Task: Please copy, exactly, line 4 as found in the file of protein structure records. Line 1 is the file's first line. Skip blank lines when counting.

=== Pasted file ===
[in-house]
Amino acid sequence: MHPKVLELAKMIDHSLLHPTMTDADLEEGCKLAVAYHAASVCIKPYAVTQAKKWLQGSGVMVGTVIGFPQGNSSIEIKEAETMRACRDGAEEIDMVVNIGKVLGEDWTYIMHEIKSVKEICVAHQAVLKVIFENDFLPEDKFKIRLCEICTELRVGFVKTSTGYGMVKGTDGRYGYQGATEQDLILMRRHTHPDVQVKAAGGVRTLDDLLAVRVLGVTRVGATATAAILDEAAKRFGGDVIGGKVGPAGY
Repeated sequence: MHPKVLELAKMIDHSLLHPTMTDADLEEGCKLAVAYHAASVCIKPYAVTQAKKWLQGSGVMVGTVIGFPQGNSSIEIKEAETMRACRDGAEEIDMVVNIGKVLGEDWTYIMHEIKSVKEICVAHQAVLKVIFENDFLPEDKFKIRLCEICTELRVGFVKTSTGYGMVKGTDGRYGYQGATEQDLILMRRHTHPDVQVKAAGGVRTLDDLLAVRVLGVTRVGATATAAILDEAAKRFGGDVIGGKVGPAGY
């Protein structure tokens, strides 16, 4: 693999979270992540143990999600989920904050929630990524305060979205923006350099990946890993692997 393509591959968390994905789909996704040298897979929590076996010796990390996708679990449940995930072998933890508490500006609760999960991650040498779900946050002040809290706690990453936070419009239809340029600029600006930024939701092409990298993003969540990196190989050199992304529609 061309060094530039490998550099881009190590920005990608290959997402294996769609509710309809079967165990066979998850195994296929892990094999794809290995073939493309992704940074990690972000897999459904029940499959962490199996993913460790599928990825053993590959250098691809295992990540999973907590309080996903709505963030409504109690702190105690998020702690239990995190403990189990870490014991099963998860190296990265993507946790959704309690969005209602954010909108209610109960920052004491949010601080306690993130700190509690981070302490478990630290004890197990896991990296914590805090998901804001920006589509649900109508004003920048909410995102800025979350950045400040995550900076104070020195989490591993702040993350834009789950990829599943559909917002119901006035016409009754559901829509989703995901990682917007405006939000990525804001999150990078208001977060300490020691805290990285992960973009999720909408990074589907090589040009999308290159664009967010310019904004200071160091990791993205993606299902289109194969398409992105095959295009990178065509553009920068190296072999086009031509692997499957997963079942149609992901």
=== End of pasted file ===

């Protein structure tokens, strides 16, 4: 693999979270992540143990999600989920904050929630990524305060979205923006350099990946890993692997 393509591959968390994905789909996704040298897979929590076996010796990390996708679990449940995930072998933890508490500006609760999960991650040498779900946050002040809290706690990453936070419009239809340029600029600006930024939701092409990298993003969540990196190989050199992304529609 061309060094530039490998550099881009190590920005990608290959997402294996769609509710309809079967165990066979998850195994296929892990094999794809290995073939493309992704940074990690972000897999459904029940499959962490199996993913460790599928990825053993590959250098691809295992990540999973907590309080996903709505963030409504109690702190105690998020702690239990995190403990189990870490014991099963998860190296990265993507946790959704309690969005209602954010909108209610109960920052004491949010601080306690993130700190509690981070302490478990630290004890197990896991990296914590805090998901804001920006589509649900109508004003920048909410995102800025979350950045400040995550900076104070020195989490591993702040993350834009789950990829599943559909917002119901006035016409009754559901829509989703995901990682917007405006939000990525804001999150990078208001977060300490020691805290990285992960973009999720909408990074589907090589040009999308290159664009967010310019904004200071160091990791993205993606299902289109194969398409992105095959295009990178065509553009920068190296072999086009031509692997499957997963079942149609992901």